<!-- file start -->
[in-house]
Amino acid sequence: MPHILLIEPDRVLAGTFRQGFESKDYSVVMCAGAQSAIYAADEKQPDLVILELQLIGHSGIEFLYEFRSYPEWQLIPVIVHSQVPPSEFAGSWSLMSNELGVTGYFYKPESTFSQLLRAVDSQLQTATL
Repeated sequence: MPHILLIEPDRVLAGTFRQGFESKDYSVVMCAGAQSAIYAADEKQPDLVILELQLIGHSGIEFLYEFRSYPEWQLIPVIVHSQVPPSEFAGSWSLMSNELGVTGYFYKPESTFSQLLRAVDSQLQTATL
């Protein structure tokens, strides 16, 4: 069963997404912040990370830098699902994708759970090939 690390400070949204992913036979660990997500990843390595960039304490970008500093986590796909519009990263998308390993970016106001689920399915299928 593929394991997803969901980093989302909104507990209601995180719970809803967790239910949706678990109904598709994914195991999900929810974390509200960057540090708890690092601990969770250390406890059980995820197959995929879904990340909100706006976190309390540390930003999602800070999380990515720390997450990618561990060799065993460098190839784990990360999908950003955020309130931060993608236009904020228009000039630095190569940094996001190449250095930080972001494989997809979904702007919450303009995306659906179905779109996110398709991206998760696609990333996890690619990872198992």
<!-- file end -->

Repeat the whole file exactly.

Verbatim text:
[in-house]
Amino acid sequence: MPHILLIEPDRVLAGTFRQGFESKDYSVVMCAGAQSAIYAADEKQPDLVILELQLIGHSGIEFLYEFRSYPEWQLIPVIVHSQVPPSEFAGSWSLMSNELGVTGYFYKPESTFSQLLRAVDSQLQTATL
Repeated sequence: MPHILLIEPDRVLAGTFRQGFESKDYSVVMCAGAQSAIYAADEKQPDLVILELQLIGHSGIEFLYEFRSYPEWQLIPVIVHSQVPPSEFAGSWSLMSNELGVTGYFYKPESTFSQLLRAVDSQLQTATL
């Protein structure tokens, strides 16, 4: 069963997404912040990370830098699902994708759970090939 690390400070949204992913036979660990997500990843390595960039304490970008500093986590796909519009990263998308390993970016106001689920399915299928 593929394991997803969901980093989302909104507990209601995180719970809803967790239910949706678990109904598709994914195991999900929810974390509200960057540090708890690092601990969770250390406890059980995820197959995929879904990340909100706006976190309390540390930003999602800070999380990515720390997450990618561990060799065993460098190839784990990360999908950003955020309130931060993608236009904020228009000039630095190569940094996001190449250095930080972001494989997809979904702007919450303009995306659906179905779109996110398709991206998760696609990333996890690619990872198992």